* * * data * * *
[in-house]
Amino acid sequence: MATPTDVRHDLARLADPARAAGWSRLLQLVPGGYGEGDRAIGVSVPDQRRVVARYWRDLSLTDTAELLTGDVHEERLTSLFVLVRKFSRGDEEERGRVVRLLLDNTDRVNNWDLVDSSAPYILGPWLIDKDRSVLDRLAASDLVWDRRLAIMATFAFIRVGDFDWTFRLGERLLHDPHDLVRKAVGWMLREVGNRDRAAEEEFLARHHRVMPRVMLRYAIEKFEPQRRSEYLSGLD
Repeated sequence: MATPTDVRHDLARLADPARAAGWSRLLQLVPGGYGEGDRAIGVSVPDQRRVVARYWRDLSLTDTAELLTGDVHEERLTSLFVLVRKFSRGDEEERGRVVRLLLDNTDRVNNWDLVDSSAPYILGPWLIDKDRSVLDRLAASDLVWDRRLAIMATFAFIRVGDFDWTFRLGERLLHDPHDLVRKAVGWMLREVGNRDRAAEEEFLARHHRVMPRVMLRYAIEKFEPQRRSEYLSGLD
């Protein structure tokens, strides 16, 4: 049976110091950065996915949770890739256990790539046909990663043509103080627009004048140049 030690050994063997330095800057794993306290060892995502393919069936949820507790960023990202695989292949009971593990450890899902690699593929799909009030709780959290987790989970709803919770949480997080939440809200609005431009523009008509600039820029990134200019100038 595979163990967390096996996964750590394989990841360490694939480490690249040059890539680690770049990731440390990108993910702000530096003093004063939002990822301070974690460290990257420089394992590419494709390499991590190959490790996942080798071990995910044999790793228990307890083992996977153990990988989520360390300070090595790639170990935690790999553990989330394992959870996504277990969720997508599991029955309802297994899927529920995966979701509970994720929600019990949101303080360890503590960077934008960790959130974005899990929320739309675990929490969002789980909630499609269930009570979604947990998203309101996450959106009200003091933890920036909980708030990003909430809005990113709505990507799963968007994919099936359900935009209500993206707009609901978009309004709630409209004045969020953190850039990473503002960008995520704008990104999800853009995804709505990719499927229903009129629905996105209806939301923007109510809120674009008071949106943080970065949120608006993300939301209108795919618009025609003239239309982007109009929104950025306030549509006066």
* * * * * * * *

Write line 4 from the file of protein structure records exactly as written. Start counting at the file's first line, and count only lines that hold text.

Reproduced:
């Protein structure tokens, strides 16, 4: 049976110091950065996915949770890739256990790539046909990663043509103080627009004048140049 030690050994063997330095800057794993306290060892995502393919069936949820507790960023990202695989292949009971593990450890899902690699593929799909009030709780959290987790989970709803919770949480997080939440809200609005431009523009008509600039820029990134200019100038 595979163990967390096996996964750590394989990841360490694939480490690249040059890539680690770049990731440390990108993910702000530096003093004063939002990822301070974690460290990257420089394992590419494709390499991590190959490790996942080798071990995910044999790793228990307890083992996977153990990988989520360390300070090595790639170990935690790999553990989330394992959870996504277990969720997508599991029955309802297994899927529920995966979701509970994720929600019990949101303080360890503590960077934008960790959130974005899990929320739309675990929490969002789980909630499609269930009570979604947990998203309101996450959106009200003091933890920036909980708030990003909430809005990113709505990507799963968007994919099936359900935009209500993206707009609901978009309004709630409209004045969020953190850039990473503002960008995520704008990104999800853009995804709505990719499927229903009129629905996105209806939301923007109510809120674009008071949106943080970065949120608006993300939301209108795919618009025609003239239309982007109009929104950025306030549509006066």